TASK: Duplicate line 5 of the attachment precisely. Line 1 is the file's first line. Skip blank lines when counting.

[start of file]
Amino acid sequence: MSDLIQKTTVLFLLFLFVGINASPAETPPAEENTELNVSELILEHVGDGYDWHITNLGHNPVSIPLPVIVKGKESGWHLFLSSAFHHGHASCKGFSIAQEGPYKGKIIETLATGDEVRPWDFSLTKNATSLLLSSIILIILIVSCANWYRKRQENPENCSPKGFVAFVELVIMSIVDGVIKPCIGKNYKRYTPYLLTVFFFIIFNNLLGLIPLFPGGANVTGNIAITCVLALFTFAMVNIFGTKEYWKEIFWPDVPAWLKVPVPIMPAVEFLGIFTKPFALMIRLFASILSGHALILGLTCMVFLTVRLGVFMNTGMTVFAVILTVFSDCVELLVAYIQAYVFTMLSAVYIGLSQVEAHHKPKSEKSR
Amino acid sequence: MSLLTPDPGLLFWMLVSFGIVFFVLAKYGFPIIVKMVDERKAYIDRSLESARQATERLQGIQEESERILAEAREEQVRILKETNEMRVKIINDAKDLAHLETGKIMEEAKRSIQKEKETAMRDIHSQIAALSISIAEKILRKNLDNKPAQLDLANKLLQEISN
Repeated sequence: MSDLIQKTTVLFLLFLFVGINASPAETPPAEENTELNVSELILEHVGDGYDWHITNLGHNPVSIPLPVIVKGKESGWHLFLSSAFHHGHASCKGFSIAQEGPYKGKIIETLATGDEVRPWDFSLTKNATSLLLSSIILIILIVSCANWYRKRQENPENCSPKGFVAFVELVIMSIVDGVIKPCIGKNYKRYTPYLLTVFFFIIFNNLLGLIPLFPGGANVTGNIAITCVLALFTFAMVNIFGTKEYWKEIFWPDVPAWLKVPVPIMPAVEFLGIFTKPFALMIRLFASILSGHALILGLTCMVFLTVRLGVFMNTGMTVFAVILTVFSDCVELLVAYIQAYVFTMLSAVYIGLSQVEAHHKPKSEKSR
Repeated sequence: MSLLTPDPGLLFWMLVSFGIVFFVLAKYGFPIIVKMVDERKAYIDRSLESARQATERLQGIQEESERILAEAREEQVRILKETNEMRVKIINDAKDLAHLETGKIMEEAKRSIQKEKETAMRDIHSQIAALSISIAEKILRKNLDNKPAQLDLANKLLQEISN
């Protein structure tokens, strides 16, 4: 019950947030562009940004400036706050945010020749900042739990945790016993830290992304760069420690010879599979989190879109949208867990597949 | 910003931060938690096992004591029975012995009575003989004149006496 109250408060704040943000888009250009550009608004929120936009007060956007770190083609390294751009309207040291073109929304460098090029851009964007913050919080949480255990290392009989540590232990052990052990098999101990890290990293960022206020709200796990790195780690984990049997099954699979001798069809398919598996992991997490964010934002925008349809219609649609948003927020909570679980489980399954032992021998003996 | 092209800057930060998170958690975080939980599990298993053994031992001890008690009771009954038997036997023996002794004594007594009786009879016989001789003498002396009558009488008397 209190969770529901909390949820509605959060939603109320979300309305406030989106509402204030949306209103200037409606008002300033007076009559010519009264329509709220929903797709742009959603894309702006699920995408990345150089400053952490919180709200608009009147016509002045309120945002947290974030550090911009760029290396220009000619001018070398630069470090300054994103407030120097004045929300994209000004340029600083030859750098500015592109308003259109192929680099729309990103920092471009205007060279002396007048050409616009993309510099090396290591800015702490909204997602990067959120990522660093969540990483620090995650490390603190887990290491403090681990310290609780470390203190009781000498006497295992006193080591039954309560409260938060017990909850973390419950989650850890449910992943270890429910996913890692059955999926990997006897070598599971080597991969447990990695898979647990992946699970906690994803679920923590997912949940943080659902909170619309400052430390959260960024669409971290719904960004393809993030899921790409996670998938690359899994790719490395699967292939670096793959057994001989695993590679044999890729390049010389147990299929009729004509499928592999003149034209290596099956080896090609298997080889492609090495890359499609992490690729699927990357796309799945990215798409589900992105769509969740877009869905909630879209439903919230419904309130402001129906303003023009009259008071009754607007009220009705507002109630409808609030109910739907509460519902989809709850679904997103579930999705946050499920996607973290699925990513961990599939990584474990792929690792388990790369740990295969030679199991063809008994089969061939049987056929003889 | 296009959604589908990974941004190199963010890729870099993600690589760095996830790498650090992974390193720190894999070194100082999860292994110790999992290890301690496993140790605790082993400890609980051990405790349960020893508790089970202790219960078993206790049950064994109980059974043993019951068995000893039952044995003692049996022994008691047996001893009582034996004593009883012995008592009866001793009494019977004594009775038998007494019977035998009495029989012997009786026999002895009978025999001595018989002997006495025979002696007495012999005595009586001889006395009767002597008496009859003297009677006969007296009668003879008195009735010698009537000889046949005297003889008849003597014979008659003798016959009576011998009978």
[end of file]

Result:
């Protein structure tokens, strides 16, 4: 019950947030562009940004400036706050945010020749900042739990945790016993830290992304760069420690010879599979989190879109949208867990597949 | 910003931060938690096992004591029975012995009575003989004149006496 109250408060704040943000888009250009550009608004929120936009007060956007770190083609390294751009309207040291073109929304460098090029851009964007913050919080949480255990290392009989540590232990052990052990098999101990890290990293960022206020709200796990790195780690984990049997099954699979001798069809398919598996992991997490964010934002925008349809219609649609948003927020909570679980489980399954032992021998003996 | 092209800057930060998170958690975080939980599990298993053994031992001890008690009771009954038997036997023996002794004594007594009786009879016989001789003498002396009558009488008397 209190969770529901909390949820509605959060939603109320979300309305406030989106509402204030949306209103200037409606008002300033007076009559010519009264329509709220929903797709742009959603894309702006699920995408990345150089400053952490919180709200608009009147016509002045309120945002947290974030550090911009760029290396220009000619001018070398630069470090300054994103407030120097004045929300994209000004340029600083030859750098500015592109308003259109192929680099729309990103920092471009205007060279002396007048050409616009993309510099090396290591800015702490909204997602990067959120990522660093969540990483620090995650490390603190887990290491403090681990310290609780470390203190009781000498006497295992006193080591039954309560409260938060017990909850973390419950989650850890449910992943270890429910996913890692059955999926990997006897070598599971080597991969447990990695898979647990992946699970906690994803679920923590997912949940943080659902909170619309400052430390959260960024669409971290719904960004393809993030899921790409996670998938690359899994790719490395699967292939670096793959057994001989695993590679044999890729390049010389147990299929009729004509499928592999003149034209290596099956080896090609298997080889492609090495890359499609992490690729699927990357796309799945990215798409589900992105769509969740877009869905909630879209439903919230419904309130402001129906303003023009009259008071009754607007009220009705507002109630409808609030109910739907509460519902989809709850679904997103579930999705946050499920996607973290699925990513961990599939990584474990792929690792388990790369740990295969030679199991063809008994089969061939049987056929003889 | 296009959604589908990974941004190199963010890729870099993600690589760095996830790498650090992974390193720190894999070194100082999860292994110790999992290890301690496993140790605790082993400890609980051990405790349960020893508790089970202790219960078993206790049950064994109980059974043993019951068995000893039952044995003692049996022994008691047996001893009582034996004593009883012995008592009866001793009494019977004594009775038998007494019977035998009495029989012997009786026999002895009978025999001595018989002997006495025979002696007495012999005595009586001889006395009767002597008496009859003297009677006969007296009668003879008195009735010698009537000889046949005297003889008849003597014979008659003798016959009576011998009978």